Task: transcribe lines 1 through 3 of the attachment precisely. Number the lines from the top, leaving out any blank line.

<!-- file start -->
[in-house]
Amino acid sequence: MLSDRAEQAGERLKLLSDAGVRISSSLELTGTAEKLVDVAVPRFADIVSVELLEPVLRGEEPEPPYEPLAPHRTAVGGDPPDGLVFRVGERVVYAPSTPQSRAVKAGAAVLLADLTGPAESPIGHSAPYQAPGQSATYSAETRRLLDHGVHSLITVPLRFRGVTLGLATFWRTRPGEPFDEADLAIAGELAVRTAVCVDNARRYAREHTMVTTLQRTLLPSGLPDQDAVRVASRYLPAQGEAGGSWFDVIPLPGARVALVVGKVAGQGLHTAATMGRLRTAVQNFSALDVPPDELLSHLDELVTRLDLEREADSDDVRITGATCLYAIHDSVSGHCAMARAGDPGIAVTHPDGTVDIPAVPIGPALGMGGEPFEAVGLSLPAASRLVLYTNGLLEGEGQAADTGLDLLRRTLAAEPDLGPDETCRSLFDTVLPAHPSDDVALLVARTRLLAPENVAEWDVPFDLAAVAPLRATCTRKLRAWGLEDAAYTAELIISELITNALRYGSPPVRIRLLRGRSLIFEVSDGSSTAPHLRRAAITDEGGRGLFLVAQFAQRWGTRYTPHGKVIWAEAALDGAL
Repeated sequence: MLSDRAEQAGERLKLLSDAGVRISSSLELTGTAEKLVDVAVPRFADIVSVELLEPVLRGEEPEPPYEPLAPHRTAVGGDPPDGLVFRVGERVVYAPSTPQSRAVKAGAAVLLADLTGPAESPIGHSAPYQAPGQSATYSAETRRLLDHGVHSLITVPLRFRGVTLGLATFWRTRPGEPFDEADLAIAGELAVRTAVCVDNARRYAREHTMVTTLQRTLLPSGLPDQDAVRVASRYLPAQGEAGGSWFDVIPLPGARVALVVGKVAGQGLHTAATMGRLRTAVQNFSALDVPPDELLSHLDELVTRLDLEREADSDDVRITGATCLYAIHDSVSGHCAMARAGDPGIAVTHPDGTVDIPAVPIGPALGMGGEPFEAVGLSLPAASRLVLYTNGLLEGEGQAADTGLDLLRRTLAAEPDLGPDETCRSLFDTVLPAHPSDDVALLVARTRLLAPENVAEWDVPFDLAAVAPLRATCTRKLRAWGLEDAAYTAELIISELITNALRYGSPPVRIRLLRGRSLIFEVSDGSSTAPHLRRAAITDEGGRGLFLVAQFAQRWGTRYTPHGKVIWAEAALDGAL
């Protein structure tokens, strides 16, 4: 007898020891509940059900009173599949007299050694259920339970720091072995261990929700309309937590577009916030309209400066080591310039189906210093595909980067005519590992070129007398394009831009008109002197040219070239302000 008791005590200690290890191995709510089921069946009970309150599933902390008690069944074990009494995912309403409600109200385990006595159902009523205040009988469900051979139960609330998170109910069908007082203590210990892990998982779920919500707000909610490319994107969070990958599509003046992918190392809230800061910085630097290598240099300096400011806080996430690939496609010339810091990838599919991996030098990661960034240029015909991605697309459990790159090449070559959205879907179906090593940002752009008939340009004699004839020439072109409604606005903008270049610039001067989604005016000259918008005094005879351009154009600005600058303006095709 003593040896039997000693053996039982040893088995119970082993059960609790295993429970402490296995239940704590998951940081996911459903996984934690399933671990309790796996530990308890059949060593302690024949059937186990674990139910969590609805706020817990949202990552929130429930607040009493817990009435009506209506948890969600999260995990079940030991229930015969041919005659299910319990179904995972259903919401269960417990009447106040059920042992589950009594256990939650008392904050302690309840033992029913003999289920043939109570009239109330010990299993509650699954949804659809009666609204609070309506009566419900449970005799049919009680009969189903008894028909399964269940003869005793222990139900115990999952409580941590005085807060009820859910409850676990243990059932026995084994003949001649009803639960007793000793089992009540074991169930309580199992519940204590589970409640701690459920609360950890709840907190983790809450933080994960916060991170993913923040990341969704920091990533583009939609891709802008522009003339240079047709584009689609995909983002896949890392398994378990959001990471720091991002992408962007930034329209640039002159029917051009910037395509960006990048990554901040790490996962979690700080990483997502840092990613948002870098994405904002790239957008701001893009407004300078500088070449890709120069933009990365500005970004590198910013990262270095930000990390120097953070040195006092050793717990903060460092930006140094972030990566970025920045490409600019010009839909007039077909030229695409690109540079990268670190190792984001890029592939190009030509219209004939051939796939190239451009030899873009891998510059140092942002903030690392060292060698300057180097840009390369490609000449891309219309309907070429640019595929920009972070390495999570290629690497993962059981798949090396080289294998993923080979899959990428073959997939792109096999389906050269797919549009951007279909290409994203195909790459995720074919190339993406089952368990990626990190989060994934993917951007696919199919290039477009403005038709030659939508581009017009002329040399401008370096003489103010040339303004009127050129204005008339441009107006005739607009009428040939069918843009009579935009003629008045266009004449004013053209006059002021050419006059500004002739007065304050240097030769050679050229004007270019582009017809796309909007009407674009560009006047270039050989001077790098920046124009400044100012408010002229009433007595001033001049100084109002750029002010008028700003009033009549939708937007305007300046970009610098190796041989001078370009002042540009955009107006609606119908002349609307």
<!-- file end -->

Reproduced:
[in-house]
Amino acid sequence: MLSDRAEQAGERLKLLSDAGVRISSSLELTGTAEKLVDVAVPRFADIVSVELLEPVLRGEEPEPPYEPLAPHRTAVGGDPPDGLVFRVGERVVYAPSTPQSRAVKAGAAVLLADLTGPAESPIGHSAPYQAPGQSATYSAETRRLLDHGVHSLITVPLRFRGVTLGLATFWRTRPGEPFDEADLAIAGELAVRTAVCVDNARRYAREHTMVTTLQRTLLPSGLPDQDAVRVASRYLPAQGEAGGSWFDVIPLPGARVALVVGKVAGQGLHTAATMGRLRTAVQNFSALDVPPDELLSHLDELVTRLDLEREADSDDVRITGATCLYAIHDSVSGHCAMARAGDPGIAVTHPDGTVDIPAVPIGPALGMGGEPFEAVGLSLPAASRLVLYTNGLLEGEGQAADTGLDLLRRTLAAEPDLGPDETCRSLFDTVLPAHPSDDVALLVARTRLLAPENVAEWDVPFDLAAVAPLRATCTRKLRAWGLEDAAYTAELIISELITNALRYGSPPVRIRLLRGRSLIFEVSDGSSTAPHLRRAAITDEGGRGLFLVAQFAQRWGTRYTPHGKVIWAEAALDGAL
Repeated sequence: MLSDRAEQAGERLKLLSDAGVRISSSLELTGTAEKLVDVAVPRFADIVSVELLEPVLRGEEPEPPYEPLAPHRTAVGGDPPDGLVFRVGERVVYAPSTPQSRAVKAGAAVLLADLTGPAESPIGHSAPYQAPGQSATYSAETRRLLDHGVHSLITVPLRFRGVTLGLATFWRTRPGEPFDEADLAIAGELAVRTAVCVDNARRYAREHTMVTTLQRTLLPSGLPDQDAVRVASRYLPAQGEAGGSWFDVIPLPGARVALVVGKVAGQGLHTAATMGRLRTAVQNFSALDVPPDELLSHLDELVTRLDLEREADSDDVRITGATCLYAIHDSVSGHCAMARAGDPGIAVTHPDGTVDIPAVPIGPALGMGGEPFEAVGLSLPAASRLVLYTNGLLEGEGQAADTGLDLLRRTLAAEPDLGPDETCRSLFDTVLPAHPSDDVALLVARTRLLAPENVAEWDVPFDLAAVAPLRATCTRKLRAWGLEDAAYTAELIISELITNALRYGSPPVRIRLLRGRSLIFEVSDGSSTAPHLRRAAITDEGGRGLFLVAQFAQRWGTRYTPHGKVIWAEAALDGAL